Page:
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Women In Business Meetings?. The Changing Face of America. Is affecting God’s people: Morality Drugs, Alcohol, Substance Abuse Teens Easy Divorce The role of women in home, society, work place, church. Unwittingly, perhaps, but true nevertheless. Church Tends to Reflect Society.

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women in business meetings
Women In Business Meetings?

June 23, 2010 Truth Magazine Lectures

slide2
The Changing Face of America...
  • Is affecting God’s people:
  • Morality
  • Drugs, Alcohol, Substance Abuse
  • Teens
  • Easy Divorce
  • The role of women in home, society, work place, church

Unwittingly, perhaps, but true nevertheless

Church Tends to Reflect Society

it is difficult for some women
It Is Difficult for Some Women…
  • To occupy the role of CEO of a major corporation, or manager of a department or head of a government office during the day and submit to the role of the “weaker vessel” (1 Pet. 3:7) at home and in the congregation.
  • To sit quietly when men display an inability to make sound decisions and ignore wishes of half the congregation.
the changing role of women in america
The Changing Role of Women in America
  • Began in WW II with the need for women in assembly plants and they became accustomed to a paycheck and work outside the home.
  • Inequities between men and women became apparent and spawned Women’s Lib with far-reaching effects that endure today.
  • Insisting on equality at every level, some have demanded “civil rights” which extend to religious duties (priests, ecclesiastical orders, etc) as well as “rights” to abortion, homosexuality…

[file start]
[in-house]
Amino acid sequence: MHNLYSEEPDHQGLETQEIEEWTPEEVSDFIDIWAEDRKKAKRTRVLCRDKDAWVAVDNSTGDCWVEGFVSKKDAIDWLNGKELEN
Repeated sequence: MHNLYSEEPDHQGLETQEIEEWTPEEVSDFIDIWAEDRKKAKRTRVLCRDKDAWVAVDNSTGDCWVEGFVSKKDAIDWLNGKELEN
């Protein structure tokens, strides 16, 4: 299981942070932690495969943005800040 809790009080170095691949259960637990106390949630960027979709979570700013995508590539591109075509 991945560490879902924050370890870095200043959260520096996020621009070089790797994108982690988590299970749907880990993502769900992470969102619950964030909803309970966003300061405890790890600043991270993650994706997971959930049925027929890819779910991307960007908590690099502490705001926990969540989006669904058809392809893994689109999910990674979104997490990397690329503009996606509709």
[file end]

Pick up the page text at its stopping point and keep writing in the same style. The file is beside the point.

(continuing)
extremists found among catholics and protestants
Extremists Found Among Catholics and Protestants
  • Radical feminism is found in nearly every denomination today.
  • Demonstrations and court challenges are forcing the elevation of women to positions of authority.
  • The effect of this modern movement is more subtle among churches of Christ, but it does exist and should be noted: prayer teams, women song leaders, public leadership of women, & women serving at the Lord’s table are signs of change.
the 1990 freed hardeman preacher s forum women s role in the church
The 1990 Freed-Hardeman Preacher's Forum: Women's Role in the Church
  • Bob Randolph (Brookline, Mass) affirmed that only “cultural” limitations hindered women from being preachers, elders or even apostles.
  • Bering Drive church in Houston advertised: ("Wanted: Youth Minister. May be male, female or couple. Please send your resume to chairperson, Mrs. ______."(Both quotes: Wayne Goforth, Guardian of Truth XXXV: 1, pp. 10-11, January 3, 1991
  • Institutional churches of Christ have mainly accepted a modernized role for women in the church.
some closer brethren have embraced change
Some Closer Brethren Have Embraced Change
  • Vance E. Trefethen in “Confusion or Consensus” had the concept of women in the business meetings of the church (New Horizon Books, 1993).
  • This booklet envisioned “an increased role for women in the decision-making processes of local churches” and